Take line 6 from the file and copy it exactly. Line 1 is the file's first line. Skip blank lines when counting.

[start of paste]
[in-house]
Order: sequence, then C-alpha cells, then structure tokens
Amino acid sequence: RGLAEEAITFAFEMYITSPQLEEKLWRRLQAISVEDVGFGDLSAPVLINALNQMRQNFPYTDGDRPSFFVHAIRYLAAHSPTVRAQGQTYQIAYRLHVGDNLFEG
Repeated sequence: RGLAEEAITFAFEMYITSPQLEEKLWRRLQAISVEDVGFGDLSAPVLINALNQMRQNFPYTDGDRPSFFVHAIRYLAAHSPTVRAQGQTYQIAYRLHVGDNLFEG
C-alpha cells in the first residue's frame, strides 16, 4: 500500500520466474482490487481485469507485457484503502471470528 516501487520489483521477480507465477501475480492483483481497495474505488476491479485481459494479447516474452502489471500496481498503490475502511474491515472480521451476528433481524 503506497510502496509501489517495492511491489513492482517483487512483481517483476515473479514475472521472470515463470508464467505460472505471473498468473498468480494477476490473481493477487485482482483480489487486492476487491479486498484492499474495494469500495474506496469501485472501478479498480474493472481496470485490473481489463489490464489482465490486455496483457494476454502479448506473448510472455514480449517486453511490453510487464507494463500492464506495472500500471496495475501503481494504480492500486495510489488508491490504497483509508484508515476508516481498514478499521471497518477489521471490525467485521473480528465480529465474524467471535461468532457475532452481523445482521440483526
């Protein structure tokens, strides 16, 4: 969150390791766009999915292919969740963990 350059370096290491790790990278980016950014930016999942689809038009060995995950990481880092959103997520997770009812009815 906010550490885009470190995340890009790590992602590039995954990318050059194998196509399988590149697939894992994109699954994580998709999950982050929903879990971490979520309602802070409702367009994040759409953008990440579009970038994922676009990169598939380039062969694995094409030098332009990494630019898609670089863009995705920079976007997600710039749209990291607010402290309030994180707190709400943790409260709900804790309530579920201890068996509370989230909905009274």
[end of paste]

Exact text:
């Protein structure tokens, strides 16, 4: 969150390791766009999915292919969740963990 350059370096290491790790990278980016950014930016999942689809038009060995995950990481880092959103997520997770009812009815 906010550490885009470190995340890009790590992602590039995954990318050059194998196509399988590149697939894992994109699954994580998709999950982050929903879990971490979520309602802070409702367009994040759409953008990440579009970038994922676009990169598939380039062969694995094409030098332009990494630019898609670089863009995705920079976007997600710039749209990291607010402290309030994180707190709400943790409260709900804790309530579920201890068996509370989230909905009274």